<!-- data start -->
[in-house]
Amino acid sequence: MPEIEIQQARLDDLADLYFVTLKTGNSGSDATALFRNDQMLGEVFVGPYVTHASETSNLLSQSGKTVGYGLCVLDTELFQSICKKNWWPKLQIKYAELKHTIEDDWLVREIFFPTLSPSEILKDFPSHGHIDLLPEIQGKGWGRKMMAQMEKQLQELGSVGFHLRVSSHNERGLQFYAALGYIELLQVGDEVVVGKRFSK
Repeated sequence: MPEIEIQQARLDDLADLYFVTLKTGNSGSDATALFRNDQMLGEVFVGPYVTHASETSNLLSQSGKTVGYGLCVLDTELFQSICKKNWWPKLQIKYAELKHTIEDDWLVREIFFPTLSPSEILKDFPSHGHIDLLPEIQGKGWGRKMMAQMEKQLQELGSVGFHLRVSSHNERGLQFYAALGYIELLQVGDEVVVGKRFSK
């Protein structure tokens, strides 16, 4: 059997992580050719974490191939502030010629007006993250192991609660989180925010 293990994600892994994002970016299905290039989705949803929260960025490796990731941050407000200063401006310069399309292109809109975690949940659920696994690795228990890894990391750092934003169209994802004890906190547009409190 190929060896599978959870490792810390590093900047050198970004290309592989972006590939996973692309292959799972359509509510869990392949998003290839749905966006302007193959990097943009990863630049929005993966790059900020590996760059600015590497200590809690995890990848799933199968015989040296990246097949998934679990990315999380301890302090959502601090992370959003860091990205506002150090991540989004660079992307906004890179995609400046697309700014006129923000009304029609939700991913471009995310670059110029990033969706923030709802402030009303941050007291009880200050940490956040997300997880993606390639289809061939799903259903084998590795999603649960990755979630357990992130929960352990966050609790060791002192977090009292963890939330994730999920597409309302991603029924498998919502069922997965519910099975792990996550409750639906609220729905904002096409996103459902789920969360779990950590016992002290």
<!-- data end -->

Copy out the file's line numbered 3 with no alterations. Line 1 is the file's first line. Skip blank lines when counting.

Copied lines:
Repeated sequence: MPEIEIQQARLDDLADLYFVTLKTGNSGSDATALFRNDQMLGEVFVGPYVTHASETSNLLSQSGKTVGYGLCVLDTELFQSICKKNWWPKLQIKYAELKHTIEDDWLVREIFFPTLSPSEILKDFPSHGHIDLLPEIQGKGWGRKMMAQMEKQLQELGSVGFHLRVSSHNERGLQFYAALGYIELLQVGDEVVVGKRFSK